Volkswagen AG, Europe’s largest carmaker, said it will announce a new U.S. chief executive officer tomorrow to replace Stefan Jacoby, ending a 2 1/2 month leadership vacuum at the division.
Jonathan Browning, a former General Motors Co. executive who joined VW in June, will be named CEO, said a person with knowledge of the matter who asked not to be identified before an official release. Stefan Ohletz, a spokesman for Wolfsburg, Germany-based VW, declined to comment.
Browning, 51, was hired by VW in June to improve coordination of the German carmaker’s international sales companies. He was most recently vice president of global sales, service and marketing at Detroit-based GM. His appointment coincides with the final phase of the introduction of a new Jetta compact, VW’s best-selling American model, and as VW prepares to open a factory in Tennessee and present its first car built exclusively for the U.S. market.
Browning is a former chairman of GM’s U.K.-based Vauxhall division and was the chief of luxury-car maker Jaguar under Ford Motor Co. He worked for GM from 1981 to 1997 and returned to the automaker in 2001 after his stint at Ford.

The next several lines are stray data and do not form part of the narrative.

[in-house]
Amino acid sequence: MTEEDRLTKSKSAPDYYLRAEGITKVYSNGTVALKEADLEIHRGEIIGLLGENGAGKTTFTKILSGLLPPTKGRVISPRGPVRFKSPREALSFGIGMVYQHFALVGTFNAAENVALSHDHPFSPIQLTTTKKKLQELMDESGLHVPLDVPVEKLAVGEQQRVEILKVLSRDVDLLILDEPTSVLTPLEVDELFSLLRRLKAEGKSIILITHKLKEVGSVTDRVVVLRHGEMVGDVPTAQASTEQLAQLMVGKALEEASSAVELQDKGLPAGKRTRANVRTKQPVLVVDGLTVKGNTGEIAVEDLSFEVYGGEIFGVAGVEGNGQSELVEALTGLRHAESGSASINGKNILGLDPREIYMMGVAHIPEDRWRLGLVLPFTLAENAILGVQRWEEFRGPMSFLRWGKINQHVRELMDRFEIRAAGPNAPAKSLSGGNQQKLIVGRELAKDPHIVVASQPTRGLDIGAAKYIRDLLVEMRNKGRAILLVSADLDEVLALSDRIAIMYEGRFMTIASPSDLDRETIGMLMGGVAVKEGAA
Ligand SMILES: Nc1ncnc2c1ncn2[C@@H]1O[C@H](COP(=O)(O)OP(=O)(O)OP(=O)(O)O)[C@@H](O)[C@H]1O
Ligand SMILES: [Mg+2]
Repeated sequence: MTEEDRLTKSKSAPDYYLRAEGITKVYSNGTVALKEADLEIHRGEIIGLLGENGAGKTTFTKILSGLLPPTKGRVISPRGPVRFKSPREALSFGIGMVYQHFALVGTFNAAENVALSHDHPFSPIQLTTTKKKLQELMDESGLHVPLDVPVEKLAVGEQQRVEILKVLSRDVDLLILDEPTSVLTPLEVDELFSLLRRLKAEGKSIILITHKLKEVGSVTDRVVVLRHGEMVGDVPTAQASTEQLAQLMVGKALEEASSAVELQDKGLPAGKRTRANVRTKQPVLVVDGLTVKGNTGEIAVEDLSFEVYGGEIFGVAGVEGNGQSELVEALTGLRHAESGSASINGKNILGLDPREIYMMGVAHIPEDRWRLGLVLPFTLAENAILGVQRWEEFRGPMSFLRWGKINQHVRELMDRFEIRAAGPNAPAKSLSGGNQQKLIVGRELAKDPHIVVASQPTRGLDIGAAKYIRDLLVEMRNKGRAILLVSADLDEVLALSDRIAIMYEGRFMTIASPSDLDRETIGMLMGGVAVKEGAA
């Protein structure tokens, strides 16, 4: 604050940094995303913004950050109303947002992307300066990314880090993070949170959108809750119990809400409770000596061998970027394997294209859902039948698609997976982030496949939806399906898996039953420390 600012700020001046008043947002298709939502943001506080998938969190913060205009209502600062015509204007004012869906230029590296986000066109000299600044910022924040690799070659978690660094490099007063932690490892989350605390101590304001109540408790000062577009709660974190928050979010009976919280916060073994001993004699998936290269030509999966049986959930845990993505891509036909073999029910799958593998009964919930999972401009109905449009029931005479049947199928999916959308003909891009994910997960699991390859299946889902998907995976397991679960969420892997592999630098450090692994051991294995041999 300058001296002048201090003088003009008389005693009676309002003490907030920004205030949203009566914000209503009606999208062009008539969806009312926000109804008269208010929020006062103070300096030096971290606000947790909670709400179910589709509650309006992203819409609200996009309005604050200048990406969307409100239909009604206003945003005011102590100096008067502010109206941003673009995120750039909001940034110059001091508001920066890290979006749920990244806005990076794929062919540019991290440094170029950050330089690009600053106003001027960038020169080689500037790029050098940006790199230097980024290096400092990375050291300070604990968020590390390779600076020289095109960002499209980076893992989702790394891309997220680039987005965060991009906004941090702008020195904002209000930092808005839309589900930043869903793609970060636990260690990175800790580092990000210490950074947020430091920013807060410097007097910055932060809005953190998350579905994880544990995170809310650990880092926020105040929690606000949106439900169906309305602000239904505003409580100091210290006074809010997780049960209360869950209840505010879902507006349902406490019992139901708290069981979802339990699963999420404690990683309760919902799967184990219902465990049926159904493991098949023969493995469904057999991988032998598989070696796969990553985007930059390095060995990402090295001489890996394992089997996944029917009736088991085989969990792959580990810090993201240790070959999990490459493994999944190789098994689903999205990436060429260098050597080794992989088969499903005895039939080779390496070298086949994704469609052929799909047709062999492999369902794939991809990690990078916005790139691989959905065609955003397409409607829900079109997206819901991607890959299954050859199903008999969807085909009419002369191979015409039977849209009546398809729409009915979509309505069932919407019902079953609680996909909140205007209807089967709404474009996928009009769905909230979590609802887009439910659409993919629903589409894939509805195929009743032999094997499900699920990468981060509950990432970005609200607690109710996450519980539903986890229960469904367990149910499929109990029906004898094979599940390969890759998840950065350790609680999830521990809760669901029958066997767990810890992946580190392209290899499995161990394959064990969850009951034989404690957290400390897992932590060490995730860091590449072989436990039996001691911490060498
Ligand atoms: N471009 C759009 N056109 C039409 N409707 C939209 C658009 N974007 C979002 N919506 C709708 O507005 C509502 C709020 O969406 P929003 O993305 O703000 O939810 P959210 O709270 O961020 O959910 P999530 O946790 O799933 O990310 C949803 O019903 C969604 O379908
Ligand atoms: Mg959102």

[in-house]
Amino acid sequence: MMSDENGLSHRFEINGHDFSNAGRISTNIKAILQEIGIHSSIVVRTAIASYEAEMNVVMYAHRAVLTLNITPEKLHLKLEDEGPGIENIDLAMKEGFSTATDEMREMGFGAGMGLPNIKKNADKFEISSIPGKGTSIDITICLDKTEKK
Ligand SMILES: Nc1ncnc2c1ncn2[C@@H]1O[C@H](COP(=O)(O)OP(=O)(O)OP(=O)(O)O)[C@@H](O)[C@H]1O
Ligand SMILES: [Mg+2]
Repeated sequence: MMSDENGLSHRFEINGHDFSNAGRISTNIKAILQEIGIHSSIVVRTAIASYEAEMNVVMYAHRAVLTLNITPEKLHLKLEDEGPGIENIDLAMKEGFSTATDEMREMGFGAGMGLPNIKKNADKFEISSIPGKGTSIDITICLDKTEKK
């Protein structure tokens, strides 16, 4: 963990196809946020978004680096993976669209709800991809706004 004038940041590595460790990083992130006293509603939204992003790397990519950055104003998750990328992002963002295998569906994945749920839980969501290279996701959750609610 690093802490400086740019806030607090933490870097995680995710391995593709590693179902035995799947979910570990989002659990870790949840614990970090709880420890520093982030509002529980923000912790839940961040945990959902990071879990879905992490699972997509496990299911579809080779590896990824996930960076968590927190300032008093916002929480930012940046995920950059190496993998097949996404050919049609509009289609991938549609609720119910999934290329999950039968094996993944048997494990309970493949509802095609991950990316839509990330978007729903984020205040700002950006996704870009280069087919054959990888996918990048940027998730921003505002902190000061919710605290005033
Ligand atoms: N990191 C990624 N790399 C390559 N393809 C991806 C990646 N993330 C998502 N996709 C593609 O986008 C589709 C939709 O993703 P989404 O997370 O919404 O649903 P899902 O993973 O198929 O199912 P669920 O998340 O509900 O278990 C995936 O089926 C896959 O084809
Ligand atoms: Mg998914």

Christian Klingler, the VW board member in charge of sales, will announce the new U.S. CEO at the National Press Club in Washington at 11 a.m. local time tomorrow, according to an invitation from Volkswagen Group of America Inc.
VW unexpectedly named Mark Barnes and Michael Lohscheller on June 24 to run the U.S. operations on an interim basis, saying at the time the company was holding contract talks with Jacoby. Jacoby, a VW veteran of 25 years, last month took over as CEO of Volvo Cars, the Swedish automaker that’s now owned by China’s Zhejiang Geely Holding Group Co.
VW CEO Martin Winterkorn is aiming to beat Toyota Motor Corp. in sales and profitability by 2018. He also aims to almost triple VW’s share of the U.S. market to 6 percent by 2018 and boost deliveries to 1 million cars, including the Audi luxury unit.
Next month, VW will start selling a new Jetta, VW’s first model altered specifically for the U.S. market, where the German carmaker is heading for an eighth annual loss.
In the first eight months, VW boosted U.S. deliveries by 21 percent to 172,747. Jetta sales increased 6.6 percent to 76,338 cars, accounting for 44 percent of the total. Other models that posted gains included the Tiguan, Passat CC and Rabbit.
Browning will also have to capitalize on VW’s $1 billion plant in Chattanooga, Tennessee, scheduled to begin production in the third quarter of next year, and lift sales by designing more models for the U.S.
By 2013, VW wants 85 percent of vehicles sold in the U.S. to be produced in Chattanooga and in an existing factory in Puebla, Mexico, where the carmaker plans to invest as much as $1 billion over three years.
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